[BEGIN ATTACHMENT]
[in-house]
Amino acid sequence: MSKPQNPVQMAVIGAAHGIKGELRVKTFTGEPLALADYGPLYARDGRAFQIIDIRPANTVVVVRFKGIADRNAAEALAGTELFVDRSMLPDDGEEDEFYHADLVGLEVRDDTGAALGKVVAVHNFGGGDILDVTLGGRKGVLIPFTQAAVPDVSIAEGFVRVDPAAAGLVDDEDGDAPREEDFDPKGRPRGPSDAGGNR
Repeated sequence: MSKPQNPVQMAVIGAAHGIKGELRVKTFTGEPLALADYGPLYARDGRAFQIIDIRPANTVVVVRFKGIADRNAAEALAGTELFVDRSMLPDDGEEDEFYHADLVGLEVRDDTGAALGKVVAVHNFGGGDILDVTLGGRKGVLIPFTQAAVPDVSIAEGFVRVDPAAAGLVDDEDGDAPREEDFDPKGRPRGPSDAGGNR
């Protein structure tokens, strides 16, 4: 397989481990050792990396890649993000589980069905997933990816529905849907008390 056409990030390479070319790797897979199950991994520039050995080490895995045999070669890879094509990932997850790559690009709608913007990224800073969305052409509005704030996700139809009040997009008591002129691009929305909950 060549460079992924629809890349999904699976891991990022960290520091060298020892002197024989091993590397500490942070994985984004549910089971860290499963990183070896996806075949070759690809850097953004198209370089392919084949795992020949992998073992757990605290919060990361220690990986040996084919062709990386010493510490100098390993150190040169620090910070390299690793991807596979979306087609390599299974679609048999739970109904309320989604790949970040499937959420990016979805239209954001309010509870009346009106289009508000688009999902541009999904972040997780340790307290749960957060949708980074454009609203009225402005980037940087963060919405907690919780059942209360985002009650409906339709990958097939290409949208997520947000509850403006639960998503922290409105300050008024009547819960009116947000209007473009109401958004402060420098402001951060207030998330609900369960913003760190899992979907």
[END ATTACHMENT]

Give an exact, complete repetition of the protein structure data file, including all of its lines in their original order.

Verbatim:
[in-house]
Amino acid sequence: MSKPQNPVQMAVIGAAHGIKGELRVKTFTGEPLALADYGPLYARDGRAFQIIDIRPANTVVVVRFKGIADRNAAEALAGTELFVDRSMLPDDGEEDEFYHADLVGLEVRDDTGAALGKVVAVHNFGGGDILDVTLGGRKGVLIPFTQAAVPDVSIAEGFVRVDPAAAGLVDDEDGDAPREEDFDPKGRPRGPSDAGGNR
Repeated sequence: MSKPQNPVQMAVIGAAHGIKGELRVKTFTGEPLALADYGPLYARDGRAFQIIDIRPANTVVVVRFKGIADRNAAEALAGTELFVDRSMLPDDGEEDEFYHADLVGLEVRDDTGAALGKVVAVHNFGGGDILDVTLGGRKGVLIPFTQAAVPDVSIAEGFVRVDPAAAGLVDDEDGDAPREEDFDPKGRPRGPSDAGGNR
């Protein structure tokens, strides 16, 4: 397989481990050792990396890649993000589980069905997933990816529905849907008390 056409990030390479070319790797897979199950991994520039050995080490895995045999070669890879094509990932997850790559690009709608913007990224800073969305052409509005704030996700139809009040997009008591002129691009929305909950 060549460079992924629809890349999904699976891991990022960290520091060298020892002197024989091993590397500490942070994985984004549910089971860290499963990183070896996806075949070759690809850097953004198209370089392919084949795992020949992998073992757990605290919060990361220690990986040996084919062709990386010493510490100098390993150190040169620090910070390299690793991807596979979306087609390599299974679609048999739970109904309320989604790949970040499937959420990016979805239209954001309010509870009346009106289009508000688009999902541009999904972040997780340790307290749960957060949708980074454009609203009225402005980037940087963060919405907690919780059942209360985002009650409906339709990958097939290409949208997520947000509850403006639960998503922290409105300050008024009547819960009116947000209007473009109401958004402060420098402001951060207030998330609900369960913003760190899992979907």